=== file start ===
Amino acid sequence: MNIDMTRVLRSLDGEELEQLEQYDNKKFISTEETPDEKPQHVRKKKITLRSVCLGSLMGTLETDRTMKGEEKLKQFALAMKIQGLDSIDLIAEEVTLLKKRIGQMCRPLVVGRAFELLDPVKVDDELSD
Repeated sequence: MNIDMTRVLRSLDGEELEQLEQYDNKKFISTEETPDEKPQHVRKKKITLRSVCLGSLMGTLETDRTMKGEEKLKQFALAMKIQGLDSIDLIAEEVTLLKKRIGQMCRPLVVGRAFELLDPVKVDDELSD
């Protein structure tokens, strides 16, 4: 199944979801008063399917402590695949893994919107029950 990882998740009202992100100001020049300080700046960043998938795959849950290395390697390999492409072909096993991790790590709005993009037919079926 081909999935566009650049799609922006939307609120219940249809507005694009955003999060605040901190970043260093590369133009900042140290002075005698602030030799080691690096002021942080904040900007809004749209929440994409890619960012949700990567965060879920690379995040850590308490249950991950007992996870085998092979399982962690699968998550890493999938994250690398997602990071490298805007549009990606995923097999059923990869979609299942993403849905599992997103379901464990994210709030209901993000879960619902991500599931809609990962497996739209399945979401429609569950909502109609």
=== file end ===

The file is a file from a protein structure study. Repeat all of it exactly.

Amino acid sequence: MNIDMTRVLRSLDGEELEQLEQYDNKKFISTEETPDEKPQHVRKKKITLRSVCLGSLMGTLETDRTMKGEEKLKQFALAMKIQGLDSIDLIAEEVTLLKKRIGQMCRPLVVGRAFELLDPVKVDDELSD
Repeated sequence: MNIDMTRVLRSLDGEELEQLEQYDNKKFISTEETPDEKPQHVRKKKITLRSVCLGSLMGTLETDRTMKGEEKLKQFALAMKIQGLDSIDLIAEEVTLLKKRIGQMCRPLVVGRAFELLDPVKVDDELSD
């Protein structure tokens, strides 16, 4: 199944979801008063399917402590695949893994919107029950 990882998740009202992100100001020049300080700046960043998938795959849950290395390697390999492409072909096993991790790590709005993009037919079926 081909999935566009650049799609922006939307609120219940249809507005694009955003999060605040901190970043260093590369133009900042140290002075005698602030030799080691690096002021942080904040900007809004749209929440994409890619960012949700990567965060879920690379995040850590308490249950991950007992996870085998092979399982962690699968998550890493999938994250690398997602990071490298805007549009990606995923097999059923990869979609299942993403849905599992997103379901464990994210709030209901993000879960619902991500599931809609990962497996739209399945979401429609569950909502109609």